The Kennel Club Charitable Trust has said that these awards “have been fostering and supporting development in the canine research and veterinary field for more than 10 years now, and offer some of the largest veterinary prizes in the world.

To find out more about the Kennel Club Charitable Trust awards, click here. Further information and nomination forms for these awards are found here.

Why Should You Care?

Veterinary Training costs a heck of a lot. Students can expect to be saddled with a minimum of $150,000 worth of debt. So the thought of taking on more debt to explore new fields or encourage the pursuit of excellence has the potential to put many off. Awareness of the opportunity to receive support might just be the starting point to taking your career in a new direction or spotlighting some important contribution. As always, you’ve got to be in it to win it! So if you think either of these funds might be something you or a colleague can benefit from… we encourage you to apply for, or share the love!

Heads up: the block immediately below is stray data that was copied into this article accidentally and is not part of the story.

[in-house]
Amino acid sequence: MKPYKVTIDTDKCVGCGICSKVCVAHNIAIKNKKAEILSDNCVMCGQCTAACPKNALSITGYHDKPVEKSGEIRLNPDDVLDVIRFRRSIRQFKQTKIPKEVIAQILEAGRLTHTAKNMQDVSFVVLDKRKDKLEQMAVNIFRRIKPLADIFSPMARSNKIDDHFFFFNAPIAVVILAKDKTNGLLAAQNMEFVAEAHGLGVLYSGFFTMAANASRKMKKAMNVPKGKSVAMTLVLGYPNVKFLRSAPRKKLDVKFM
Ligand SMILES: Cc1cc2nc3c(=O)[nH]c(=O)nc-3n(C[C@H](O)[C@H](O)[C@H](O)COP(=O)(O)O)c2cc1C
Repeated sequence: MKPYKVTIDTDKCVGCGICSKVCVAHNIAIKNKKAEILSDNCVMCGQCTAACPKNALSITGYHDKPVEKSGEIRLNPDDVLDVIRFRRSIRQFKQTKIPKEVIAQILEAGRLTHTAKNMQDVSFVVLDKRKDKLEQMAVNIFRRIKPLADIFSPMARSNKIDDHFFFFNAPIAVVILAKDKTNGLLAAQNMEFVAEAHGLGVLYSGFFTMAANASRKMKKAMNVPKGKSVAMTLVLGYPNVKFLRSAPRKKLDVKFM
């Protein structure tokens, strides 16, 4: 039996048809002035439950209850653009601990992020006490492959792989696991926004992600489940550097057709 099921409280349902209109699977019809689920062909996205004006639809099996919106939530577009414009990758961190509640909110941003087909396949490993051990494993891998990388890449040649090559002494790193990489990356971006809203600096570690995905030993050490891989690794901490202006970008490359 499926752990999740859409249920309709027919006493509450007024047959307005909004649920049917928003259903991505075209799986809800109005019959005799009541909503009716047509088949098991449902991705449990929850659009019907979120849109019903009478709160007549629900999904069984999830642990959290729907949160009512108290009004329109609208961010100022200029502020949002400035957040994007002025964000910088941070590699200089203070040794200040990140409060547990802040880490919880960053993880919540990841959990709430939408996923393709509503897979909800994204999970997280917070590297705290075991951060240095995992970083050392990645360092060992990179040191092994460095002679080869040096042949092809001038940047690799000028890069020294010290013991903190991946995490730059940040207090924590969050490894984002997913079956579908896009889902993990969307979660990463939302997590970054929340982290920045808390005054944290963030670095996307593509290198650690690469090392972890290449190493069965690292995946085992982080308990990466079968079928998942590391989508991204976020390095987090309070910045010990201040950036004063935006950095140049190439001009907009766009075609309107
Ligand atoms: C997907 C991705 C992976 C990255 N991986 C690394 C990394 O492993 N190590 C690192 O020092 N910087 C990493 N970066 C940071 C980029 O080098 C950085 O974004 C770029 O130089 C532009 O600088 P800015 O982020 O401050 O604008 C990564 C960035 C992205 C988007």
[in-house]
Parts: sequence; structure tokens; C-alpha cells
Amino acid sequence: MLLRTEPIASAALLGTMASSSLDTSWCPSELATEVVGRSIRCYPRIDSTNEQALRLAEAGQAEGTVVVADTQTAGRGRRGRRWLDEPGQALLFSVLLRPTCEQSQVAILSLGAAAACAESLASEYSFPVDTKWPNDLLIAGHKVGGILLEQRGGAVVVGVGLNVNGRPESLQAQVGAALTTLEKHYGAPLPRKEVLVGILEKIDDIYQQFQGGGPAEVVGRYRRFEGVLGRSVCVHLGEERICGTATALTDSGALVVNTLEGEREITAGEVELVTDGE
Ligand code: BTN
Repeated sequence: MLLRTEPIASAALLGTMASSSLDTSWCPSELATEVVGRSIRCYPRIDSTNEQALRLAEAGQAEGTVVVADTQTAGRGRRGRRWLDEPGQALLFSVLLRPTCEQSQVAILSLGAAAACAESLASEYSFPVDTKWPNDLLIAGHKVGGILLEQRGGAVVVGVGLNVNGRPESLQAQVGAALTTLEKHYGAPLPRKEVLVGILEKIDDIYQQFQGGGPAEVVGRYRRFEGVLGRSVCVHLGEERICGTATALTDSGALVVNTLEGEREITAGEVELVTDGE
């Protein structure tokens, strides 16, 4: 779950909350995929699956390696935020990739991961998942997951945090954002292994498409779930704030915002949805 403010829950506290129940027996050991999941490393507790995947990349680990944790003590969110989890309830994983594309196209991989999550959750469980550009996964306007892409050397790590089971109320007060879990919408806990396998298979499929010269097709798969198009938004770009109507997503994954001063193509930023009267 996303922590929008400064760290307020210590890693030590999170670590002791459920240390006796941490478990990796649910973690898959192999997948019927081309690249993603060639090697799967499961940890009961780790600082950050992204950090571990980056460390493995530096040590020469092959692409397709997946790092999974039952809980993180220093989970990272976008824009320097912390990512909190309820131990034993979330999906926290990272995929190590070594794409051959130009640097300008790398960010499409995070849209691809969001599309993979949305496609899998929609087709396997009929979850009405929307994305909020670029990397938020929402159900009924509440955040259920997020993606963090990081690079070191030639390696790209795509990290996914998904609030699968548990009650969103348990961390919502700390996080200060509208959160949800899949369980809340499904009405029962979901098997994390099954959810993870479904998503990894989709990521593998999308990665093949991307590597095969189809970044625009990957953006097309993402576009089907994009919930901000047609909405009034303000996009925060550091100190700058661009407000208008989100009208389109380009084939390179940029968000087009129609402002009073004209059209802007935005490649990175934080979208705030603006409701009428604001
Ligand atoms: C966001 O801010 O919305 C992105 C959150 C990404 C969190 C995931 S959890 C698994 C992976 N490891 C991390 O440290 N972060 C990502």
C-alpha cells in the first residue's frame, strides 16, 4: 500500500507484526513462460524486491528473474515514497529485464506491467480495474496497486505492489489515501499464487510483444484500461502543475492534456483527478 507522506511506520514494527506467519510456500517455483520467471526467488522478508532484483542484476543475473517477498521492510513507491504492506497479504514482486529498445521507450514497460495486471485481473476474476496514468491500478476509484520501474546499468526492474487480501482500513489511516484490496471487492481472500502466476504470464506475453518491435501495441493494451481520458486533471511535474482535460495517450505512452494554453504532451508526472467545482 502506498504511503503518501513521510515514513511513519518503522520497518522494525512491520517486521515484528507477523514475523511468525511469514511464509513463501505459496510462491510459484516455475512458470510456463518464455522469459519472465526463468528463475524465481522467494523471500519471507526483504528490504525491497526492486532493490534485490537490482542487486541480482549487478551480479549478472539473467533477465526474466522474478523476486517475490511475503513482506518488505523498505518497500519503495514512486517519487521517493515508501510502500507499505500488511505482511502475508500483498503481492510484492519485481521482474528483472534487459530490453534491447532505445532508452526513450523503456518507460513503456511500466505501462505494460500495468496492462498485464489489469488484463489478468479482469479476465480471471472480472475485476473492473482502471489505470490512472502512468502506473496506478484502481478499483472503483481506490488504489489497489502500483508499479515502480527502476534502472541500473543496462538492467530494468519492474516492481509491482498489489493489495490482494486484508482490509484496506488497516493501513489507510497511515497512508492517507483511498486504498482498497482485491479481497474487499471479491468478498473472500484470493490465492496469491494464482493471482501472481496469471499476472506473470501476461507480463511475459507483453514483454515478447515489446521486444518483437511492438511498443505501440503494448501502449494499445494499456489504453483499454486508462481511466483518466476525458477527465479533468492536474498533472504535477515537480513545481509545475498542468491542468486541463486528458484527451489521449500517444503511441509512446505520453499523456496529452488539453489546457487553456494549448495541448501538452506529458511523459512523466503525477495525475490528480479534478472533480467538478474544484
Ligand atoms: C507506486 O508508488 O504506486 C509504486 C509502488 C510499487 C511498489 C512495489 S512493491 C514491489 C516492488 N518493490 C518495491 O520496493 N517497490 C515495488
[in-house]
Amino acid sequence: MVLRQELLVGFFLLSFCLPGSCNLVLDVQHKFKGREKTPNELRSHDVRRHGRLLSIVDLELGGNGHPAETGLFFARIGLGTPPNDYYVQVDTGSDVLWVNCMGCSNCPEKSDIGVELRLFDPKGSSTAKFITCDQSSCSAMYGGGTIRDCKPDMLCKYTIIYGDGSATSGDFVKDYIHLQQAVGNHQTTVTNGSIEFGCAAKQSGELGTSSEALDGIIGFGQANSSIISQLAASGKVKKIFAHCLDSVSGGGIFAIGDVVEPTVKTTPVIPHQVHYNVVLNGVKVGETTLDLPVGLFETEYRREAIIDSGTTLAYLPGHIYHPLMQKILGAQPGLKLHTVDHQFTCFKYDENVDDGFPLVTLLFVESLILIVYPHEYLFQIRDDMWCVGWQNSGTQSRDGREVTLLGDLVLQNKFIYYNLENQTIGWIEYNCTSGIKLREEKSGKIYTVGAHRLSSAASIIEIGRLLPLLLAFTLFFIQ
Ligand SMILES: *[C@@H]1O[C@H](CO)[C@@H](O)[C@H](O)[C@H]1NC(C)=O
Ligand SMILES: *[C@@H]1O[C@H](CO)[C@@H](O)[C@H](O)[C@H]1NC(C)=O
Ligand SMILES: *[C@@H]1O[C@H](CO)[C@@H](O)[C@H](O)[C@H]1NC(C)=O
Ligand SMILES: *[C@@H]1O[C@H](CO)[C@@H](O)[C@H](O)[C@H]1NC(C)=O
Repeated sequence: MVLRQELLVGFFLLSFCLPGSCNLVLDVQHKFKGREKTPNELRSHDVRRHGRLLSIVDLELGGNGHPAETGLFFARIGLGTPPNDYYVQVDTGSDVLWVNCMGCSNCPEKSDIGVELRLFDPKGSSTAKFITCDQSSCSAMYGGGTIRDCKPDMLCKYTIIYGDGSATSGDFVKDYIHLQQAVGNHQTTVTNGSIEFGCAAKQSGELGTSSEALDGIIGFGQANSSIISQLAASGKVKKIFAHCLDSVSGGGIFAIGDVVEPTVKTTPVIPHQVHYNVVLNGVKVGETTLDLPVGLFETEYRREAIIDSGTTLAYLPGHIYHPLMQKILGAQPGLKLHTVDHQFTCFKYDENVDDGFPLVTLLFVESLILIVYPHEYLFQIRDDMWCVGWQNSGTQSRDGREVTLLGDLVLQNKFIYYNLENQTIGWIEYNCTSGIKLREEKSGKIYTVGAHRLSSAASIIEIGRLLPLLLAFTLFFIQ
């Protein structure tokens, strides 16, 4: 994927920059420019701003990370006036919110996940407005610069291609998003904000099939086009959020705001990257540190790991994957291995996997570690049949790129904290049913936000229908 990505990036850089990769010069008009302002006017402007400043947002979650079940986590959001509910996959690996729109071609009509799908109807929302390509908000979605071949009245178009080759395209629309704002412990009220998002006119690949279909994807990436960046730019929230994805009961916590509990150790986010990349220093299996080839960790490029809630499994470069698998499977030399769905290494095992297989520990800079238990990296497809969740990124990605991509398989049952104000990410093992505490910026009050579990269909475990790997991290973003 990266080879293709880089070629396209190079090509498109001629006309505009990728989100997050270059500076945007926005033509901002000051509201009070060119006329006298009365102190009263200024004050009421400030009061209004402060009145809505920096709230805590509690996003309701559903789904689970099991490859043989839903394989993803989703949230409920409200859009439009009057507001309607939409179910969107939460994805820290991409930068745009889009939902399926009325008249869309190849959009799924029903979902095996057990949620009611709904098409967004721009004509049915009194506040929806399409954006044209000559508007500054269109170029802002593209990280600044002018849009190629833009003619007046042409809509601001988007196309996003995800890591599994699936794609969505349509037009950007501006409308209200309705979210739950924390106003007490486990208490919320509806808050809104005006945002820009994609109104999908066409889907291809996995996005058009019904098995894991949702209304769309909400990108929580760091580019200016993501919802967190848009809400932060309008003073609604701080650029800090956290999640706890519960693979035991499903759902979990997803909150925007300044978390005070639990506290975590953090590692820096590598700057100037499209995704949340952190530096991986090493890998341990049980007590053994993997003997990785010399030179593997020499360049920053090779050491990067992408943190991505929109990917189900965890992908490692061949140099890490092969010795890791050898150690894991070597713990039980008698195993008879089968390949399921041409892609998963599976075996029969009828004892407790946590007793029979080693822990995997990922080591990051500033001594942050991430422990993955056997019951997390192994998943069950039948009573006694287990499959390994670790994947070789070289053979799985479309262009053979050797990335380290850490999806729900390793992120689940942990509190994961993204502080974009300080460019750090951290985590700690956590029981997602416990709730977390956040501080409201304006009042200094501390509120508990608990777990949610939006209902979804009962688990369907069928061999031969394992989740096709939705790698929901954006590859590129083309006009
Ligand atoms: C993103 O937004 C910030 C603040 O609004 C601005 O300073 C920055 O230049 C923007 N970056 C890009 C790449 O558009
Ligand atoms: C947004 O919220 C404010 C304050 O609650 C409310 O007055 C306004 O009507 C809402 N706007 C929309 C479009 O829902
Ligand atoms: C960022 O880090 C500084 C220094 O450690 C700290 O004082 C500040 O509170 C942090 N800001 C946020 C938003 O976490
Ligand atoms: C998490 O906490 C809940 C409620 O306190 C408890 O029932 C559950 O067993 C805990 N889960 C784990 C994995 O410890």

Pennard Vets Becomes First European Veterinary Practice to Achieve B Corp Accreditation (UK)

Pennard Vets, a veterinary practice in Kent, England has become the first European vet practice to achieve B Corp accreditation. Brands outside of the veterinary world with this accreditation include The Body Shop, Ben and Jerry’s, and Innocent Drinks.

The practice achieved this due to its social and environmental performance standard, transparency, and accountability.

Commenting on the achievement, veterinary surgeon Caroline Collins said “Ultimately, we exist to benefit our people, the communities we work in and the environment, rather than solely focusing on profit, and becoming a B Corp is the highest level of external recognition of this … Pennard Vets has been around for more than 125 years, and we want the business to be here in another 125 years or more.”

Adding to this, she said that “Being employee-owned and socially minded is a huge draw for vets and nurses seeking a change in their career, who want to be part of an organization where they can have a real say in the running of the practice and make a tangible difference to the environment.

“It also means that we can now make very long-term decisions that could even take several decades to pay off, which would be very difficult to do in a traditional shareholder business, and that gives our team the authority to always do the right thing.”